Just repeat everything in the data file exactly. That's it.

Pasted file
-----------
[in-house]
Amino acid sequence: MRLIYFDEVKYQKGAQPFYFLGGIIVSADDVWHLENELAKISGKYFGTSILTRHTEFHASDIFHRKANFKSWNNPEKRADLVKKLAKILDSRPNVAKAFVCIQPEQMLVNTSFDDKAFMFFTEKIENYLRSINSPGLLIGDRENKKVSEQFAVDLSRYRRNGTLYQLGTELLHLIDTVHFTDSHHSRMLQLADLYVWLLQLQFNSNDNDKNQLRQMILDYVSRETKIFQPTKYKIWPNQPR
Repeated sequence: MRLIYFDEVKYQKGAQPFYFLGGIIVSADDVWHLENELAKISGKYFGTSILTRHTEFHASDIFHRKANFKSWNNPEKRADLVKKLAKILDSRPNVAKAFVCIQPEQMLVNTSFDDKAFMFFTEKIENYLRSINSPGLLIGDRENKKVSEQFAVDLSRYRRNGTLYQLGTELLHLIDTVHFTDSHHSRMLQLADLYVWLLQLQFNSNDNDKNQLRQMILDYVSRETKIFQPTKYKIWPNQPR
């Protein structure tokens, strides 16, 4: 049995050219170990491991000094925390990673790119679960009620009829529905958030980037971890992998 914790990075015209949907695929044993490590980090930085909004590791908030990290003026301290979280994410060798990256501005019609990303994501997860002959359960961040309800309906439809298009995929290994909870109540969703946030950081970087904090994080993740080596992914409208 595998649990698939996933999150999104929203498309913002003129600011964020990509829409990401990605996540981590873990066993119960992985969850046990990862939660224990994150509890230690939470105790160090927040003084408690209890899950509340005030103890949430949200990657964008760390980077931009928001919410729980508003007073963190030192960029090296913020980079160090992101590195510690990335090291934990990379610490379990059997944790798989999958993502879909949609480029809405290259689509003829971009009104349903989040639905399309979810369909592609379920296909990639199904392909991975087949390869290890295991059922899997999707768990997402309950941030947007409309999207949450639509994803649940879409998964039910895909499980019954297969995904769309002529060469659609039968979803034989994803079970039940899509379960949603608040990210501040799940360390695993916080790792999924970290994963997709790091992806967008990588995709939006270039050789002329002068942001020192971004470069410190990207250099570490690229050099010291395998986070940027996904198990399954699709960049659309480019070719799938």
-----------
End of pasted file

[in-house]
Amino acid sequence: MRLIYFDEVKYQKGAQPFYFLGGIIVSADDVWHLENELAKISGKYFGTSILTRHTEFHASDIFHRKANFKSWNNPEKRADLVKKLAKILDSRPNVAKAFVCIQPEQMLVNTSFDDKAFMFFTEKIENYLRSINSPGLLIGDRENKKVSEQFAVDLSRYRRNGTLYQLGTELLHLIDTVHFTDSHHSRMLQLADLYVWLLQLQFNSNDNDKNQLRQMILDYVSRETKIFQPTKYKIWPNQPR
Repeated sequence: MRLIYFDEVKYQKGAQPFYFLGGIIVSADDVWHLENELAKISGKYFGTSILTRHTEFHASDIFHRKANFKSWNNPEKRADLVKKLAKILDSRPNVAKAFVCIQPEQMLVNTSFDDKAFMFFTEKIENYLRSINSPGLLIGDRENKKVSEQFAVDLSRYRRNGTLYQLGTELLHLIDTVHFTDSHHSRMLQLADLYVWLLQLQFNSNDNDKNQLRQMILDYVSRETKIFQPTKYKIWPNQPR
């Protein structure tokens, strides 16, 4: 049995050219170990491991000094925390990673790119679960009620009829529905958030980037971890992998 914790990075015209949907695929044993490590980090930085909004590791908030990290003026301290979280994410060798990256501005019609990303994501997860002959359960961040309800309906439809298009995929290994909870109540969703946030950081970087904090994080993740080596992914409208 595998649990698939996933999150999104929203498309913002003129600011964020990509829409990401990605996540981590873990066993119960992985969850046990990862939660224990994150509890230690939470105790160090927040003084408690209890899950509340005030103890949430949200990657964008760390980077931009928001919410729980508003007073963190030192960029090296913020980079160090992101590195510690990335090291934990990379610490379990059997944790798989999958993502879909949609480029809405290259689509003829971009009104349903989040639905399309979810369909592609379920296909990639199904392909991975087949390869290890295991059922899997999707768990997402309950941030947007409309999207949450639509994803649940879409998964039910895909499980019954297969995904769309002529060469659609039968979803034989994803079970039940899509379960949603608040990210501040799940360390695993916080790792999924970290994963997709790091992806967008990588995709939006270039050789002329002068942001020192971004470069410190990207250099570490690229050099010291395998986070940027996904198990399954699709960049659309480019070719799938």